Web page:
“I know most of the drivers. Who’s your dad, sweetie?”
I’ll show you, sweetie. I crushed the life out of my purse straps to dull the fury bouncing from limb to limb at breakneck speed. I took Will’s arm and met the woman’s stare briefly.
“Apologies for our rudeness. We’ll get out of your—uh—wet hair.”
My sandals glued themselves to the carpet.
I wanted to know her name and when she had met Seth. What he murmured to her when they were alone and if he’d bothered to mention he had a family. Answers that wouldn’t change a thing when face-to-face with the woman having an affair with my husband of fifteen years.
“My name’s Terri Slater. My husband is Seth,” I added, with emphasis on Seth.
She leaned my way, the clean aroma of coconuts and melon floating in the air. Nothing that resembled a glint or shadow of recognition passed behind her eyes. Her hand was cool and dry when she shook mine; not what I expected. She either didn’t know Seth or had mastered the art of the cover-up.
“I didn’t get your name,” I said to her.
“Seth Slater.” Jezebel’s gaze landed on the hotel room door. “Hmm.”
“Do you know my dad?” Will asked.
“Heard of him, but we haven’t met.” The woman adjusted her towel awkwardly. “I’m meeting someone for lunch, and as you can see, I need to get dressed. Close the door hard on the way out. It should lock on its own.” She strode to the overnight bag, flung out a handful of underwear, and waved. “Enjoy the race.”
Will giggled at the waving undergarments, and his stomach grumbled loudly. “I’m starving. Can we go now?”
“Hamburgers and ice cream or a restaurant? You get to pick the place. Your dad can haul his fanny from wherever he is and meet us for lunch.” I dug through my tote and autodialed my Romeo husband.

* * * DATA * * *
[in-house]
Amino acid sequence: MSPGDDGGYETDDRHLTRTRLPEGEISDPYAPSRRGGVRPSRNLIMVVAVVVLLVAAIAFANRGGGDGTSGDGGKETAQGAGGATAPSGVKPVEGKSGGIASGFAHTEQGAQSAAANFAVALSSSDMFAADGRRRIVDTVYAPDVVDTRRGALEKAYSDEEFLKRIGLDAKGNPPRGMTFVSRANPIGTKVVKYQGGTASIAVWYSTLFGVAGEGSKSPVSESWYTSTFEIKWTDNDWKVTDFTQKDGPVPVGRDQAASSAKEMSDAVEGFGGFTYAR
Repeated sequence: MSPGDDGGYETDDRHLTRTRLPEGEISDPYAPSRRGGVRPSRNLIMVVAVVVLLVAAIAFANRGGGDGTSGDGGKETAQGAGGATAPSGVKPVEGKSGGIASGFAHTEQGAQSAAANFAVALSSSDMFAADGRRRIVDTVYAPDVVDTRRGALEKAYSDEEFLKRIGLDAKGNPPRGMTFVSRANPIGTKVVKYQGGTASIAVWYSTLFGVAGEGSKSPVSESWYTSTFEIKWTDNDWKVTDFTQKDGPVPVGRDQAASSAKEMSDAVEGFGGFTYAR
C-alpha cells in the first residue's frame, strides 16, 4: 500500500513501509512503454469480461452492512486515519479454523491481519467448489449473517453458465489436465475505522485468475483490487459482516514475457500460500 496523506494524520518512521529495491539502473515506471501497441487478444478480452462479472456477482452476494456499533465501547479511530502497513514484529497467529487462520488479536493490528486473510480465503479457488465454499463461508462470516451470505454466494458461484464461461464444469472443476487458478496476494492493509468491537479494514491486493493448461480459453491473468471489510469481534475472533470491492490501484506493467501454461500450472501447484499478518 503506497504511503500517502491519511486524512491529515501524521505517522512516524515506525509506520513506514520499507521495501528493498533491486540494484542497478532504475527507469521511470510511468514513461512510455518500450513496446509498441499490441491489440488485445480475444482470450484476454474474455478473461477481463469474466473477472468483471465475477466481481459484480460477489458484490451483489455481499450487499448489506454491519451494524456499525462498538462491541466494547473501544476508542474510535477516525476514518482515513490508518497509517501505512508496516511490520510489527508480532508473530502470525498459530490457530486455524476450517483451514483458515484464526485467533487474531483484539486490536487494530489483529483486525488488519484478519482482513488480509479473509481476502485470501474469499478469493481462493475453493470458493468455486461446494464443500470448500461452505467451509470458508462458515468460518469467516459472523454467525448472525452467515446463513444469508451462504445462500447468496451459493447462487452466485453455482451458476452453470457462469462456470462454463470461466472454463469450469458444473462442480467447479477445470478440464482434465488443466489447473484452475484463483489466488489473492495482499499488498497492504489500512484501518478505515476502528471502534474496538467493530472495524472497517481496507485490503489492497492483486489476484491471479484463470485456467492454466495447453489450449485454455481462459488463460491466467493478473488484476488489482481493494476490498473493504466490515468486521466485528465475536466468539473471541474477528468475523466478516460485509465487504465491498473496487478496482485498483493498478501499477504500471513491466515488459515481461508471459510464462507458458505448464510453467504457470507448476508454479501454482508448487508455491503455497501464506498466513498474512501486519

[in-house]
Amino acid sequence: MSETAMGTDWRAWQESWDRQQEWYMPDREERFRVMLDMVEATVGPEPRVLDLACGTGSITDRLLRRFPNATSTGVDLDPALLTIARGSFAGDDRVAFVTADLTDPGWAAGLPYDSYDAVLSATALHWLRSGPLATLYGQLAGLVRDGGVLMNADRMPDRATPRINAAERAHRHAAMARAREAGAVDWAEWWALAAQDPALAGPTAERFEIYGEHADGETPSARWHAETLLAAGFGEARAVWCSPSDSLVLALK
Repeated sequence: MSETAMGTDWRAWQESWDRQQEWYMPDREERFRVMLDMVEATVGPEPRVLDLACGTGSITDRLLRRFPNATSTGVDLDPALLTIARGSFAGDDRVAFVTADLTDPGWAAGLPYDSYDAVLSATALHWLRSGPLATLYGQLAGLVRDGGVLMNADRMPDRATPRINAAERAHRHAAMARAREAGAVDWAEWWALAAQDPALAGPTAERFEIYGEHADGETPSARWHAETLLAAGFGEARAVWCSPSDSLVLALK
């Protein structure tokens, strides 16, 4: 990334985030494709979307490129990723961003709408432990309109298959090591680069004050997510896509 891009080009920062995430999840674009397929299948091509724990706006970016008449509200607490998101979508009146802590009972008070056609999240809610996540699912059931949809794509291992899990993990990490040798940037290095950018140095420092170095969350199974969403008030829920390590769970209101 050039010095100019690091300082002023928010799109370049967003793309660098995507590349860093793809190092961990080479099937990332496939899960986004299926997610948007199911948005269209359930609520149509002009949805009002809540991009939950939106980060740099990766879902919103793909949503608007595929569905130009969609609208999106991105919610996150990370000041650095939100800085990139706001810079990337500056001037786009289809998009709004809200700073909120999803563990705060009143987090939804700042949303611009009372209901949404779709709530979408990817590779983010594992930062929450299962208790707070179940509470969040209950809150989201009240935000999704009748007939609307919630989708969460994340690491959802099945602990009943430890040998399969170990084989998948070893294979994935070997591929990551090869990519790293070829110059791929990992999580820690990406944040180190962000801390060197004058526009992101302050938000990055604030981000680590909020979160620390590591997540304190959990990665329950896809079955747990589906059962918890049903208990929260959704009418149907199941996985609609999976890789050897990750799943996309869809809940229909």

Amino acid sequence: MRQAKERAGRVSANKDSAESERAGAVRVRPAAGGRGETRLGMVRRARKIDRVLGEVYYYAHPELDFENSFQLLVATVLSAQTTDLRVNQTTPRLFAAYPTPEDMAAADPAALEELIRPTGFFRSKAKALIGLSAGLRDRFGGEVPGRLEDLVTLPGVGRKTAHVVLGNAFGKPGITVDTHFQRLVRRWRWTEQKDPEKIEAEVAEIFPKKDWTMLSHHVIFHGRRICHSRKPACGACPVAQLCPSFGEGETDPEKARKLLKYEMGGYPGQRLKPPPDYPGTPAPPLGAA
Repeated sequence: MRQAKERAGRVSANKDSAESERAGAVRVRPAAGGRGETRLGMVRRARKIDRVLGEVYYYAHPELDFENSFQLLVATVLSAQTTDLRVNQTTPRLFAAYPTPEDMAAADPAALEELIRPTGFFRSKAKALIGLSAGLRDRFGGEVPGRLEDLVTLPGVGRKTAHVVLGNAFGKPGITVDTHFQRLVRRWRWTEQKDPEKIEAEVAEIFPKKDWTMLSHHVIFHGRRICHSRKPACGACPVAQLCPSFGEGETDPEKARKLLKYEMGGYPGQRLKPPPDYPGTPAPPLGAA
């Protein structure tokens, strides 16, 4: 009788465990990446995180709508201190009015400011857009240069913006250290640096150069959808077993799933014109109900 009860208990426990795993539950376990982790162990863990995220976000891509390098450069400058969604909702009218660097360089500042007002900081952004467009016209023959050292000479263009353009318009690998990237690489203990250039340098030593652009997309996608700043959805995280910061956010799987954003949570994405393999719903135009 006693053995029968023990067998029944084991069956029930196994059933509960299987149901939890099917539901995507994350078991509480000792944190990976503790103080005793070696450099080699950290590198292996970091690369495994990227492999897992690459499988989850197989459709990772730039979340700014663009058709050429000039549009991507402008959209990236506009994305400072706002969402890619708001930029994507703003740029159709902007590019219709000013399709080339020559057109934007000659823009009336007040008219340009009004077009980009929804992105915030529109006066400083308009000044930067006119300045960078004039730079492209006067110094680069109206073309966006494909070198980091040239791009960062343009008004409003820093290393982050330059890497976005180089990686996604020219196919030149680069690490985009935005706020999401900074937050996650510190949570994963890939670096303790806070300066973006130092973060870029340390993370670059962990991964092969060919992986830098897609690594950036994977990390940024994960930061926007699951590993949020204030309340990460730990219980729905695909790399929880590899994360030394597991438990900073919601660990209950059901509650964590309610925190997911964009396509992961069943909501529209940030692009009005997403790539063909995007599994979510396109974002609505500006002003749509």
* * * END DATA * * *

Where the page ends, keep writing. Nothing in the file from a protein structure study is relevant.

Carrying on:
A phone rang somewhere outside, and I flinched.
Was he sitting in the parking lot, waiting for his Jezebel? Had he seen us arrive?
I tapped the smartphone and ended the call. No way would I have it out with Seth in front of Will—within earshot of her.
“Why don’t you wait in the rental car. There’s water and snacks to tide us over in the back seat. I’ll be right behind you.”
Will twirled the doorknob to exit, but the door pushed open toward him.
“Dad!” He hugged him around the waist. “We’re gonna watch you race.”
My worst fears realized; I couldn’t allow our son to witness an argument that was about to heat up.
“Will, honey, wait for us in the car. We’ll get some lunch in a bit.” I swayed, catching myself on the corner of the bed.
Seth was calm and silent, but something odd lingered about him. He closed the door behind Will and sat in the armchair across from me casually removing his sunglasses.
“Terri. It’s been a long while.”
“What? Don’t use an Aussie accent on me. Save it for her.” I nodded toward the bathroom door, noticing my red face in the mirror. “I don’t find it cute. You’ve put me… put us— How could you do this?”
Seth’s bluish birthmark in the shape of a pear was missing from his neck. Something about his eyes. The color. They were darker, and so were his brows.
The buttery lilt to his voice. A voice from the past.
“Sidney? You’re— alive?” My voice broke.
I glanced at the bathroom door again, shut tight, the woman hidden away. She wasn’t Seth’s girlfriend after all. Her casual disregard made sense, now. Sidney may have used an assumed name with her to hide his true identity.
“I— We thought you’d died. We wept on our entire honeymoon after your train accident! The most beautiful day of our lives, ruined. We grieved for you for years, Sid.”
His rich leather suitcase held the biggest secret of all. A sibling’s time capsule of sorts. Sidney’s passport would tell of his whereabouts but not his reason for disappearing. That would have to come from him.
Seth’s identical twin brother curved a sinful smile and he moved to the door. “Forget you saw me.” He opened it without fanfare.
“I already have.”
As I passed my long-lost brother-in-law, I slapped the smirk from his face.
The sting hurt more than I wanted to admit.